Does Google's floating data center plan hold water?

Speculation swirls around two mysterious barges as officials remain tight-lipped

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The barge carrying the mysterious structure from New London, Conn. to Maine, was brought into the Portland harbor by the tugboat Rowan W. McAllister earlier this month. A person answering the phone at Portland Tugboat said no one at the firm was told what's inside the structure or what it will be used for.

According to Google's patent, which was filed in 2007 and issued in 2009, the floating data center would be built with modular units such as standard shipping containers that could be hauled on ships or trucks and then lifted by crane onto the data center platform.

The data center servers would be mounted in rack arrays, meaning they can be easily traded out just by swapping the containers when newer technology is available or if hardware becomes corroded by the harsh salt water environment.

The plan to use modular shipping containers stacked together matches the look of the structures on the two barges.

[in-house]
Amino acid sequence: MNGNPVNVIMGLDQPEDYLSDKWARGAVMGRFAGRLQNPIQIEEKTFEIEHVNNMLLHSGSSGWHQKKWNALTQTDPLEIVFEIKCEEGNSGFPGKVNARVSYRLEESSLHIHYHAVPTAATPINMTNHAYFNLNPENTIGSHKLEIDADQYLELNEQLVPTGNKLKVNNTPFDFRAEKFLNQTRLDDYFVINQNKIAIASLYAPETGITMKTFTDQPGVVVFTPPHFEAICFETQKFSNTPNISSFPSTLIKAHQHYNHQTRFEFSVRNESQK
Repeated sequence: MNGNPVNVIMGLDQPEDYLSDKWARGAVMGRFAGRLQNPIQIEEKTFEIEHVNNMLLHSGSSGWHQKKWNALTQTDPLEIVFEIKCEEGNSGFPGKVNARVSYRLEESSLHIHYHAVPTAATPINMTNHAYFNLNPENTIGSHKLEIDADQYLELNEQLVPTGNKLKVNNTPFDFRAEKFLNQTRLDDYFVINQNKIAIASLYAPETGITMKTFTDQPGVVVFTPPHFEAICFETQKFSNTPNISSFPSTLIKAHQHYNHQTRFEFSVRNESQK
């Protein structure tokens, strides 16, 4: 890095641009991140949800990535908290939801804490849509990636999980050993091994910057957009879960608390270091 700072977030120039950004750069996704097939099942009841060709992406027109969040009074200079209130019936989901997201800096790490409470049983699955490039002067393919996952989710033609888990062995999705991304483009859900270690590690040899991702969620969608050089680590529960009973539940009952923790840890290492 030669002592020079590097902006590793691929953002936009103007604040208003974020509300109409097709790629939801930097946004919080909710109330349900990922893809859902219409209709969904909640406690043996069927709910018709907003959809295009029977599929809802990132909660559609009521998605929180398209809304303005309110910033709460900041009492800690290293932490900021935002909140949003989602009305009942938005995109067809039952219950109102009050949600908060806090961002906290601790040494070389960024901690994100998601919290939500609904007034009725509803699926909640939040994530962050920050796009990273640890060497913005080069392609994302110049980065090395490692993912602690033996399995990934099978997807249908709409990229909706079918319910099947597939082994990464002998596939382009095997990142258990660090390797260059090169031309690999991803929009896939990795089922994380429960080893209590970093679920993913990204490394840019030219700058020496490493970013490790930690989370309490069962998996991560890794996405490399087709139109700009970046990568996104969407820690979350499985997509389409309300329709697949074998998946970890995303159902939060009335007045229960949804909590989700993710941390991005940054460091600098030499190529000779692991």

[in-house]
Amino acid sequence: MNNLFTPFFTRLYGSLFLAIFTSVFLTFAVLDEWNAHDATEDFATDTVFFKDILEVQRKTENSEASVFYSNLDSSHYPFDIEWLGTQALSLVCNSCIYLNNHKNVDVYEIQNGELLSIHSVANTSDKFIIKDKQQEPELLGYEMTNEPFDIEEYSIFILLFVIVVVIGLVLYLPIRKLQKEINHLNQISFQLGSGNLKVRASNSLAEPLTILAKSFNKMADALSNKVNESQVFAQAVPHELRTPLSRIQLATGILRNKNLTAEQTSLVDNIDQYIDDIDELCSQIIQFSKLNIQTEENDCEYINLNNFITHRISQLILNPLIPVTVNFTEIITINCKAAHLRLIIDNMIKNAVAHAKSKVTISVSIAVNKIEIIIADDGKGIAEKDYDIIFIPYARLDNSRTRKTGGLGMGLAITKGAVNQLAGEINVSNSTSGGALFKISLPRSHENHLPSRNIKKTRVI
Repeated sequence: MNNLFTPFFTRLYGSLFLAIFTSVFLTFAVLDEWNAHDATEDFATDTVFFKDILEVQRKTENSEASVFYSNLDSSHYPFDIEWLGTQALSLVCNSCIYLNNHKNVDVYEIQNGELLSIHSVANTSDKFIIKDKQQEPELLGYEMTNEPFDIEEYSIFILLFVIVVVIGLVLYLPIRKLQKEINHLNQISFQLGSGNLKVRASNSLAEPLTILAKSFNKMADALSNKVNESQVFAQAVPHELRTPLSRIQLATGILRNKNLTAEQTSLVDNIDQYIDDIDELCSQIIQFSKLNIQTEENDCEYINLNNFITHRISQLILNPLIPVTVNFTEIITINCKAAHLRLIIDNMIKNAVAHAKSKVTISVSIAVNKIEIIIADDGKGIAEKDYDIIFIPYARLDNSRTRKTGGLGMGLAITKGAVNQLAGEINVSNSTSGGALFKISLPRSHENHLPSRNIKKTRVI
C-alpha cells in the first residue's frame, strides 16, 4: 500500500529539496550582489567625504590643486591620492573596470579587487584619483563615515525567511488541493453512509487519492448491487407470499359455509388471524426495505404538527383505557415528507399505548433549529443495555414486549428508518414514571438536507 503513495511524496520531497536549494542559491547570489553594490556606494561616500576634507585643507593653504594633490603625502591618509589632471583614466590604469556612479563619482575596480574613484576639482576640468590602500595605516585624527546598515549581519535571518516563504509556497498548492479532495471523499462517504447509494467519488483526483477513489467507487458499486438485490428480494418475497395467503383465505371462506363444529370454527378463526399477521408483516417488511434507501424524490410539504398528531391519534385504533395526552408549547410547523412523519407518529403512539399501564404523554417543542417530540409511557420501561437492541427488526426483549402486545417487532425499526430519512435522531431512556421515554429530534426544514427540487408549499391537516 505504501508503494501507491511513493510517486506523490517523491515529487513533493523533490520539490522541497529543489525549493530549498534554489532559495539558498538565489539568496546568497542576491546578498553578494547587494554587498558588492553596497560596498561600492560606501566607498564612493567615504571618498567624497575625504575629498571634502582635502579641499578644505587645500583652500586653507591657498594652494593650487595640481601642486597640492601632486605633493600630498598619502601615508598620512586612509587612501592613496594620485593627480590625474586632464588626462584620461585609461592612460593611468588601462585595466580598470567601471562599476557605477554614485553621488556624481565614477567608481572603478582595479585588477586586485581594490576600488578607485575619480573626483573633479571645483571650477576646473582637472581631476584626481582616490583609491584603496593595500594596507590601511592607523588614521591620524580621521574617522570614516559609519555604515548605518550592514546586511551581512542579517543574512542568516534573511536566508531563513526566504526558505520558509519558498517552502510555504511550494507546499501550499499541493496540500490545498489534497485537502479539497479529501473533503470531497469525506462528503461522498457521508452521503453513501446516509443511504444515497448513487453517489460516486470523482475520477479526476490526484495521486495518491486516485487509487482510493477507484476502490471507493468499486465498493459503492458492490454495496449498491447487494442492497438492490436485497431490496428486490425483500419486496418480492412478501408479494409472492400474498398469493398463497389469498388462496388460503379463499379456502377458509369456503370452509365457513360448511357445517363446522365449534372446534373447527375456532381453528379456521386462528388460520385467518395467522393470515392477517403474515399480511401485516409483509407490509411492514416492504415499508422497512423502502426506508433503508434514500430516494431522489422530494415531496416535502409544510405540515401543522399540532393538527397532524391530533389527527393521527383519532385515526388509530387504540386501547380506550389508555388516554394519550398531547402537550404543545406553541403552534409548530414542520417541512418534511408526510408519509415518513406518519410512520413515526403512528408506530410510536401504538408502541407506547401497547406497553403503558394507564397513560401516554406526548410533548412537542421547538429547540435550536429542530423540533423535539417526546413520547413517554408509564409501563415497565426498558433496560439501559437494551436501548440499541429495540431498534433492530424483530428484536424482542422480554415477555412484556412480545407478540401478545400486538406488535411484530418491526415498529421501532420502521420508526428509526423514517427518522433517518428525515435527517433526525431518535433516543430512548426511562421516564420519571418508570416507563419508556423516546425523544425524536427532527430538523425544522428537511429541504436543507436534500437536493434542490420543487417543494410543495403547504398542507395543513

Since the data center is on a floating platform, it could be easily moved to an area in need, such as one struck by natural disaster that is putting a heavy load on the local infrastructure.

The patent also noted that a ship or barge, which would carry one or multiple data centers, could anchor in an area offshore where wave or tidal motion is strong enough to power onboard electrical generators.

The floating data center, according to the patent, would be fueled by motion-powered, floating machines arranged in a grid and wired together. The machines, such as those built by Pelamis Wave Power Ltd in Edinburgh, Scotland, capture the natural motion of the waves, tides and current and convert it into electricity or pumping power for the data center's cooling pumps.

Pelamis, which is specifically mentioned in Google's patent, manufactures an ocean wave energy converter that generally operates in waters deeper than 164 feet about one to six miles offshore. The wave power machines, which are about 11 feet in diameter and about 492 feet long, can be linked end-to-end to form a farm of machines.

The farm could be held in place by mooring lines attached to anchors. They also could float on top of the water or be submerged, protecting them from strong storms or from being damaged by passing ships.

Google noted in its patent that each machine can generate approximately 750 kilowatts of power, while an array or farm of machines can produce more than 2.25 megawatts.

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